Factories churned out more cars and appliances in December and homebuilders overcame inclement weather to begin work on more homes than projected, putting the U.S. economy on a strong footing heading into 2014.
A year ago, New Jersey contractor Michael Mroz’s customers were focused on saving money when renovating kitchens and baths, he said. Now, with a resurgence of home equity lending, they’re ready to pay for the best.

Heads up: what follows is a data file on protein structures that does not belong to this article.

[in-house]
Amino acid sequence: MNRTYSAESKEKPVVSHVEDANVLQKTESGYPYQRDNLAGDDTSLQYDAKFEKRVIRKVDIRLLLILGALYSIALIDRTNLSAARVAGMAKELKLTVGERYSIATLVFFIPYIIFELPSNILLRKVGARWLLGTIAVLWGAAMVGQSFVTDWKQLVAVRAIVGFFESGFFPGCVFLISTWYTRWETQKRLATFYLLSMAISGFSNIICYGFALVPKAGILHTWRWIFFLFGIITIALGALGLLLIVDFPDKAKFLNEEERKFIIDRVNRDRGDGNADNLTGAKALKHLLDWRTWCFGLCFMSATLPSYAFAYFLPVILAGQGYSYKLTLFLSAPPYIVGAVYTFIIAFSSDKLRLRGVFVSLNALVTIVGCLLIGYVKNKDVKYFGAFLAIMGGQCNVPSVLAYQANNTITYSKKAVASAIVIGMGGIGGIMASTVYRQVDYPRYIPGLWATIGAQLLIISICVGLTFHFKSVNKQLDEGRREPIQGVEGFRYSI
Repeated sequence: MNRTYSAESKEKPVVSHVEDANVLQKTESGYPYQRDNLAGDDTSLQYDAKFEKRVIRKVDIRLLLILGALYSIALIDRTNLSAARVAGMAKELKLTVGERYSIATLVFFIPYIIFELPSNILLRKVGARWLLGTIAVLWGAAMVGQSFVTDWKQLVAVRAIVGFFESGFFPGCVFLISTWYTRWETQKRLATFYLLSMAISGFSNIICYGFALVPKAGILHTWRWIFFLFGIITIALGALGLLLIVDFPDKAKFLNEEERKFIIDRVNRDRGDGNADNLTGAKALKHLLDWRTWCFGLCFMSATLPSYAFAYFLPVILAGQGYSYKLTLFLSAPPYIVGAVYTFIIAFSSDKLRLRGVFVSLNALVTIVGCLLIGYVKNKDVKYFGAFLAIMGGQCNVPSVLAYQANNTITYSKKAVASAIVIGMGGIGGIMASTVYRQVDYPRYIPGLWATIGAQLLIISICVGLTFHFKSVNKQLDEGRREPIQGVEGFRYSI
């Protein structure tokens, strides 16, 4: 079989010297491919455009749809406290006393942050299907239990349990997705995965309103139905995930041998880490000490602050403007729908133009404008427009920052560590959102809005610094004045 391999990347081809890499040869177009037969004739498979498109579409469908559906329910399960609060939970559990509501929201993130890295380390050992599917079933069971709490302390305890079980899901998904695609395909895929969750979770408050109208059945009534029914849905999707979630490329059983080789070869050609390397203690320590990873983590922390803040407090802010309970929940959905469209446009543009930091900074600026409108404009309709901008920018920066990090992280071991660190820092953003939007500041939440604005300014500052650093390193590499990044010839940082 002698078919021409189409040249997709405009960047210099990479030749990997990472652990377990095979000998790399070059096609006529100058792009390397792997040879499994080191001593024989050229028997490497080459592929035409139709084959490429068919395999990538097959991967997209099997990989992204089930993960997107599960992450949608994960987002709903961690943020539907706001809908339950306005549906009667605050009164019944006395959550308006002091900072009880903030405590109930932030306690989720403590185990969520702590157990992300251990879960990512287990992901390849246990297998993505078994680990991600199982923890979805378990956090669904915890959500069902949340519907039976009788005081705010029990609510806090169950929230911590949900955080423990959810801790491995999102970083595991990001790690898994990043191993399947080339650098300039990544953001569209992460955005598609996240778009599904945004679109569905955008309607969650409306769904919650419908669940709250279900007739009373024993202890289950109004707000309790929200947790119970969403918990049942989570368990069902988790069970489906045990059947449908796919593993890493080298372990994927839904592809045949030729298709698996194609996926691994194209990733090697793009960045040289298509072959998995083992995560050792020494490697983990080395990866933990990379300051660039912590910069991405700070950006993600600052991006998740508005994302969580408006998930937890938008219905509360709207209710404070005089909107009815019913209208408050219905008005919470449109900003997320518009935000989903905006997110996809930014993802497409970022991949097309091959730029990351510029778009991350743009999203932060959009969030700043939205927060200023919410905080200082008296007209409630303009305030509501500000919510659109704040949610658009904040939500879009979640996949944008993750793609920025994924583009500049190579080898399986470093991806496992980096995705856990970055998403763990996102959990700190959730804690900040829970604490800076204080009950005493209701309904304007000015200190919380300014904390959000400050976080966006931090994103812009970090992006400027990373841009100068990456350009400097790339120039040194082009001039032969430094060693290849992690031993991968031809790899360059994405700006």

Shelby Webb, 22, rented her first apartment three weeks ago in Chattanooga, Tennessee, after landing a job translating ads for a Spanish-language newspaper. Now, she’s paying monthly bills for electricity, cable television and natural gas for the first time and has bought new pillows from Wal-Mart Stores Inc.
U.S. home prices won’t recover until the economy improves enough to boost the number of households and clear an oversupply of properties, said economist Karl Case, co-founder of the S&P/Case-Shiller home price index.